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There’s a Wolf in the B-A-N-A-N-A-S

By Jeff Mapes
If you are out traveling this great country this summer, you might run into an exhibition baseball team that provides entertainment as well as competition on the field. The Savannah Bananas, based in Savannah, GA., are playing over 70 games in their 2023 Banana Ball World Tour.
The Bananas’ roster has a bit of local flare to it. Former Davis Middle School student Mat Wolf has been a parttime pitcher for the team for two seasons.
Wolf and the Bananas will make three appearances in Oklahoma at the end of this month. They will play May 26-27 in Oklahoma City at the Chickasaw Bricktown Ballpark and May 29 at the OneOK Field in Tulsa.
Wolf has been an Oklahoma City fireman for six years. On his days off at the firehouse, the 2006 Sulphur graduate joins the team whenever he can.
“I’ve got six years in here at Oklahoma City and I’m invested in ten,” Wolf explained. “I work 10 to 11 days a month on 24-hour shifts. There will be a span of four days that I’ll get off once or twice a month. I’ll take those and go to their games they’re having.”
The tour covers 22 states, 33 cities and runs for seven months. They began back in February in Florida and will finish in New York in September.
“We just kind of strategically placed on my days off,” Wolf continued. “I’ve had to use every day that I’m allotted. Almost every day I’m allotted, I’ve used. I’ve used all my time, and with the days off I get with the fire schedule, to make it work parttime, I’ll make it to over half their games.”
Owners Jesse and Emily Cole bought the rights to the stadium and the Savannah college team in 2015. The couple soon went into debt and were forced to sell their home to finance the team.
In February of 2016, the Coles changed the name of the team to the Bananas. They hoped to reinvent the game of baseball.
At a Bananas game, players do choreographed dances and there is fan interaction throughout the contest. They have a senior citizen’s dance team named the “Banana Nanas.” They also have a male cheerleading team called the “Mananas.”
The Bananas play the “Party Animals” each game, and according to Wolf, they will compete against 16 other pro teams this season. There are nine rules at Banana Ball.
Every inning counts. It is the same as match play in golf.
There is a two-hour time limit to the game.
No stepping out of the batter’s box or it is a strike.
No bunting or you are ejected from the game.
Batters can steal first base on a passed ball or wild pitch.
No walks. It is a sprint.
One-on-one showdown tiebreaker. The pitcher, catcher and one fielder against the batter.
No mound visits by coaches.
If a fan catches a foul ball, it is an out.
Wolf began his college career at North Central Texas College in Gainesville. He transferred to Southeastern Oklahoma State University in Durant and finished playing college baseball in 2012 at East Central.
His first coaching experience came while in college when he helped on the Sulphur staff. He continued to help the Bulldogs after graduation.
Wolf was the head baseball coach at Chattanooga for two seasons. He also coached and taught at El Reno and Mustang. He was hired to the Oklahoma City Fire Department in 2017.
Wolf learned of the Bananas through his baseball connections and his wife Magean encouraged him to audition. He tried out for the team last year.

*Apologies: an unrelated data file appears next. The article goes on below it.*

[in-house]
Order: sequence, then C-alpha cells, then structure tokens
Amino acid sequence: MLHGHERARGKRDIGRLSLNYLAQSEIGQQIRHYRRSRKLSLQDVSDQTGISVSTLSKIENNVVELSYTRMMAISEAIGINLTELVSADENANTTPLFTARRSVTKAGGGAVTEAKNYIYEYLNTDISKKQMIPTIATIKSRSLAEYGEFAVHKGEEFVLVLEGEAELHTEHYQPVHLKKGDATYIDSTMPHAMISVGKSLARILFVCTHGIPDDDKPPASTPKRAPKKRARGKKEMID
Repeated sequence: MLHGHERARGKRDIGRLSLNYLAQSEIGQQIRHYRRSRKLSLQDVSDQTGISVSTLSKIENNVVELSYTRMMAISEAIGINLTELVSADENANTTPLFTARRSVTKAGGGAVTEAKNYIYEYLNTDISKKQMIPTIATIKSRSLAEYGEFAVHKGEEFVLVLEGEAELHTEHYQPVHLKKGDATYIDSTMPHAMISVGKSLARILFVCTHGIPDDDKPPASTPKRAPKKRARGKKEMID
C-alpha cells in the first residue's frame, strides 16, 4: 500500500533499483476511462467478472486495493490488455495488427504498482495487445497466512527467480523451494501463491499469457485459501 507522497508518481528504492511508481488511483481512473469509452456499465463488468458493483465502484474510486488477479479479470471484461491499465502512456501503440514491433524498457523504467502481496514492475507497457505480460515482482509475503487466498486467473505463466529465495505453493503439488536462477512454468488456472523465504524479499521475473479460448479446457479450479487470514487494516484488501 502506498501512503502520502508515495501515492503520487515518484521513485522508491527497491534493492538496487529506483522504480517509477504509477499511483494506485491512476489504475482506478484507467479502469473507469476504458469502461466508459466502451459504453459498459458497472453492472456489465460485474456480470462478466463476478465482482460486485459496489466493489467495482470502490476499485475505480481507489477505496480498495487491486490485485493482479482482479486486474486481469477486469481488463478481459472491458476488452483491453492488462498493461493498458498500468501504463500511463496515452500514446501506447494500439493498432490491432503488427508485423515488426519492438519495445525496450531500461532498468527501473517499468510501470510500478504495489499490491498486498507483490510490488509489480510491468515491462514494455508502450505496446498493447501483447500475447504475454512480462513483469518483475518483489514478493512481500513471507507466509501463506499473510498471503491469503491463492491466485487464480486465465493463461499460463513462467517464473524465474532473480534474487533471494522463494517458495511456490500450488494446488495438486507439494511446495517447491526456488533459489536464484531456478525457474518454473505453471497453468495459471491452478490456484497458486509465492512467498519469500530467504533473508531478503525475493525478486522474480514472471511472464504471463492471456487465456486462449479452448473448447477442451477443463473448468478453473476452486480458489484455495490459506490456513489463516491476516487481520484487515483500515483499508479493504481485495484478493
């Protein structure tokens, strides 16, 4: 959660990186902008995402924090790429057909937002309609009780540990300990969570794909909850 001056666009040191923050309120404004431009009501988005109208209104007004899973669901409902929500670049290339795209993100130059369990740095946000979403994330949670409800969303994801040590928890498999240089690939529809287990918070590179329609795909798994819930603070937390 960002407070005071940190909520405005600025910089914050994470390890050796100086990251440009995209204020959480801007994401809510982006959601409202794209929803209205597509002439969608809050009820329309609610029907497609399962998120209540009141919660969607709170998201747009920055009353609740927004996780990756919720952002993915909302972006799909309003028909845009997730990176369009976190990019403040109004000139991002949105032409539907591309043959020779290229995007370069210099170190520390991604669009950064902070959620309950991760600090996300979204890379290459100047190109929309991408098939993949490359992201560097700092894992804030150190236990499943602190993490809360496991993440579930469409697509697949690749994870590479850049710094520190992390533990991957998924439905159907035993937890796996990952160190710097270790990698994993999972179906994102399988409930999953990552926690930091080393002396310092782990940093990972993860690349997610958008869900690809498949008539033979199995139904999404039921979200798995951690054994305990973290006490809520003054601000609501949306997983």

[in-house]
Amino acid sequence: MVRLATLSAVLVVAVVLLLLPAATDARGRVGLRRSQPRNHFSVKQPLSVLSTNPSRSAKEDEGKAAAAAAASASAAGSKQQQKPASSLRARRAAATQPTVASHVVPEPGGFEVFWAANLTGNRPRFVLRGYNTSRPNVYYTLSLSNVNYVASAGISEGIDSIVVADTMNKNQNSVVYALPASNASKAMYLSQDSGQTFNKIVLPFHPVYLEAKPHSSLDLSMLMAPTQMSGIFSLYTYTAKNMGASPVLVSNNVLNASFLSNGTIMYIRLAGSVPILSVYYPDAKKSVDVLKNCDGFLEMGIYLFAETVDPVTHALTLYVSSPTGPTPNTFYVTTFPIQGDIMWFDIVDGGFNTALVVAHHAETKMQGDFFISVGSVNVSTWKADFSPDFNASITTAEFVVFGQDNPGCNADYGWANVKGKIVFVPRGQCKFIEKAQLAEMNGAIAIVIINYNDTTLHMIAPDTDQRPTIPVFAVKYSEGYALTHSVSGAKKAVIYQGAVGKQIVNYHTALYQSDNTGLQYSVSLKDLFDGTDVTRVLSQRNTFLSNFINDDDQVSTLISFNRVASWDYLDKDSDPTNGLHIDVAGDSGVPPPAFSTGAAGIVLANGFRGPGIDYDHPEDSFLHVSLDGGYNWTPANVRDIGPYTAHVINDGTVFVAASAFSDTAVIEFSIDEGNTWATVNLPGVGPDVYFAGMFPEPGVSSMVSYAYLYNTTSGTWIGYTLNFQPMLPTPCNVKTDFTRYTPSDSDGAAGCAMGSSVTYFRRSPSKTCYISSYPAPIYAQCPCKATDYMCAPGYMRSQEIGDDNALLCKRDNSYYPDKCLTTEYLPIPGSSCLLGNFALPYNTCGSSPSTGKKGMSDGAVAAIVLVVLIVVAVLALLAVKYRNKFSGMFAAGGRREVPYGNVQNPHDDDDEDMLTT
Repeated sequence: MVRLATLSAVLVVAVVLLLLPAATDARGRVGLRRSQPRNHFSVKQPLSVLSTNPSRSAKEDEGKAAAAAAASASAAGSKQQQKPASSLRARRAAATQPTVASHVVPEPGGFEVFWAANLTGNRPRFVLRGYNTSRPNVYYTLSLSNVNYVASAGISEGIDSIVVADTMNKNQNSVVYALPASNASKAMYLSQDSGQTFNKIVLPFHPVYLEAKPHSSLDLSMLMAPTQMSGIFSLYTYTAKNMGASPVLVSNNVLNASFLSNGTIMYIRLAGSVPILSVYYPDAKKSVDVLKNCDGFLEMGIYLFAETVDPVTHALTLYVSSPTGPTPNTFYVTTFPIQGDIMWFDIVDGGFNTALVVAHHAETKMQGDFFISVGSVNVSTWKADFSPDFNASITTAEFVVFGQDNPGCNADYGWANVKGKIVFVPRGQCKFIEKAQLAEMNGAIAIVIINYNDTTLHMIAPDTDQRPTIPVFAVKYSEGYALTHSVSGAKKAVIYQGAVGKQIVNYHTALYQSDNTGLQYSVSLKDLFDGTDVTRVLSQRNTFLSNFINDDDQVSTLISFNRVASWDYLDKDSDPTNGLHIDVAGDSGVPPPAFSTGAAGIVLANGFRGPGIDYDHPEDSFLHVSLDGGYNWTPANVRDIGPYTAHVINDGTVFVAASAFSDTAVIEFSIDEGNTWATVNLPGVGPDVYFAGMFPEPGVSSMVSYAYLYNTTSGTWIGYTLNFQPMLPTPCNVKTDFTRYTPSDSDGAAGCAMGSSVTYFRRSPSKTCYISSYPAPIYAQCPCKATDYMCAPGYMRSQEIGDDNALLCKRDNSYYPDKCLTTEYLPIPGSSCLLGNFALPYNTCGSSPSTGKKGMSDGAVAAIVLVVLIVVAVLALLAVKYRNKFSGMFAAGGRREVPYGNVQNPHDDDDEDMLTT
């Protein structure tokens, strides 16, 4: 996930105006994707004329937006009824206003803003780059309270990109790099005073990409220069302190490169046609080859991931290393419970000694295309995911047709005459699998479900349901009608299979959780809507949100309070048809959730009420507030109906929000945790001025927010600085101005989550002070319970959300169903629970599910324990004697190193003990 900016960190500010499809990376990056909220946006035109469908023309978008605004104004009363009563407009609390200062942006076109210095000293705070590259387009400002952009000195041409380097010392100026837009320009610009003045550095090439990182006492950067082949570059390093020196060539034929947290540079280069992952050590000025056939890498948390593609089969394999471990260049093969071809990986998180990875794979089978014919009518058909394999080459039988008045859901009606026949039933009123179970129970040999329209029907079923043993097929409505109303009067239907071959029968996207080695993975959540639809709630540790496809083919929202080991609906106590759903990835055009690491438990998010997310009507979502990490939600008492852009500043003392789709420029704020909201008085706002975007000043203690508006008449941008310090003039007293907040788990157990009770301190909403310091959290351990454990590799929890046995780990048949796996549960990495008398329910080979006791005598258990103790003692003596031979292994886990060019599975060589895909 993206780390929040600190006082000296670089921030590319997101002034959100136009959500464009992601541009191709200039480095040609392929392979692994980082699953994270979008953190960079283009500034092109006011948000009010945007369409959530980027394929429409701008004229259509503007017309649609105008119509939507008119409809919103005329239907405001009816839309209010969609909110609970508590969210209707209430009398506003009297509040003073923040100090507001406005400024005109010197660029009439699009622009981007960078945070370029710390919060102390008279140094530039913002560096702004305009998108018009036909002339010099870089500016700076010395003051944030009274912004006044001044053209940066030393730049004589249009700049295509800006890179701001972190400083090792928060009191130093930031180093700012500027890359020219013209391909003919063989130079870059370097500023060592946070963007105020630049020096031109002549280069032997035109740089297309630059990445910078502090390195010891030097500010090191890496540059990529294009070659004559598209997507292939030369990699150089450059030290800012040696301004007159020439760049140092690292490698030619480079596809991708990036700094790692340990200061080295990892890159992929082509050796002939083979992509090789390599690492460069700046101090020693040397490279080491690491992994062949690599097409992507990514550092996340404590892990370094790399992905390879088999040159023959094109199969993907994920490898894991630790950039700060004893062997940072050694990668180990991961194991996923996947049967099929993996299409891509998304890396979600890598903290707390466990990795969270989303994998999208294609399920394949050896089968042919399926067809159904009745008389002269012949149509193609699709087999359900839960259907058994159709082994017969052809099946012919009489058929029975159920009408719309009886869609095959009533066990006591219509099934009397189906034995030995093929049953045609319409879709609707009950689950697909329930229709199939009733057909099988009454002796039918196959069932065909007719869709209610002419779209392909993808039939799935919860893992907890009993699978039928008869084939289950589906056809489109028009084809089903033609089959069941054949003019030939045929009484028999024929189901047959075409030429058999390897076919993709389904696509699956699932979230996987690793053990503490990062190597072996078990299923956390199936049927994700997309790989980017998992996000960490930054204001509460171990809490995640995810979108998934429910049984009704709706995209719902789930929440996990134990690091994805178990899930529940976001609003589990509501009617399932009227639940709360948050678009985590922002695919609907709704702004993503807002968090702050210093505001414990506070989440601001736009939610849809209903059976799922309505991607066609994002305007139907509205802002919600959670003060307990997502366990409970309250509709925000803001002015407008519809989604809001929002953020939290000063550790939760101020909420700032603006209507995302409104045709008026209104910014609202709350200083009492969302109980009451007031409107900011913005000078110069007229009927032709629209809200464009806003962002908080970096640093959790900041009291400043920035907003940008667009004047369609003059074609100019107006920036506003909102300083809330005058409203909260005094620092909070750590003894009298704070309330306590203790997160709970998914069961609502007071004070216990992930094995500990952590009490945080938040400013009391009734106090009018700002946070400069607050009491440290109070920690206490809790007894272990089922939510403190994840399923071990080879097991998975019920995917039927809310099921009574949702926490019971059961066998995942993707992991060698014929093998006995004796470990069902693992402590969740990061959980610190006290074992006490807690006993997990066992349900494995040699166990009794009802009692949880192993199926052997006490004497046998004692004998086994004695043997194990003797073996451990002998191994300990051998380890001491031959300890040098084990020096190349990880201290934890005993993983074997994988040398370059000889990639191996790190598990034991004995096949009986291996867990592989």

“Baseball is a lot like firefighting. It’s a big fraternity,” Wolf said. “There’s a guy I played ball with from Latta, Tyler Gillum. I played ball with him growing up and we were pretty good buddies. He happens to be the head coach of the Bananas’ college team.”
We’ve been going out there to watch him coach for the last few years,” Wolf continued. “I happened to be over at his house during one Spring Break. He was talking about they were going to make a pro team. I thought it was so cool and it fit my personality. My wife contacted the owner, and he sent her an invitation to an audition. He’s now the head coach of the Bananas.”
Magean, a Plano, Texas, native who played softball at Oklahoma City University, has teamed up with her husband during a Bananas’ game. She pitched to Wolf as a catcher. It marked the first married-couple battery in Banana Ball history.
Wolf’s family once owned a ranch between Wynnewood and Joy. He tries to honor his family and his heritage by dressing as a rodeo clown at the Bananas’ games.
“There’s a lineage of Mat Wolfs that were firefighters, but they were also kind of characters,” Wolf said. “They did carnival-like stuff at the ranch. I wanted to honor that side of my family, so I dressed up like a rodeo clown.”
“My dad had a short stint as a rodeo clown, real short,” Wolf continued. “He didn’t get to carry on that dream, but he owned an old pair of pants a famous clown gave him named Rex Dunn. I said if I’m old and washed up, I better have something that will stand out. I thought it would be a pretty cool thing because I’ve always liked the rodeo.”
Nearly all the Bananas’ games are now a sellout. There is also a reported waiting list of 500,000 people for tickets.
“With what I’m getting to get away with, I really wasn’t a pitcher in high school,” Wolf said. “I was an infielder in college. I’ve always liked to joke around, and baseball has always been my outlet. So, it’s kind of my happy place and forget the stresses of the world.” Usually, it’s in the form of goofing off, being creative and having fun,” Wolf continued. “I get to do all these ball tricks I’ve done growing up and I’m finally getting to put that to use.”

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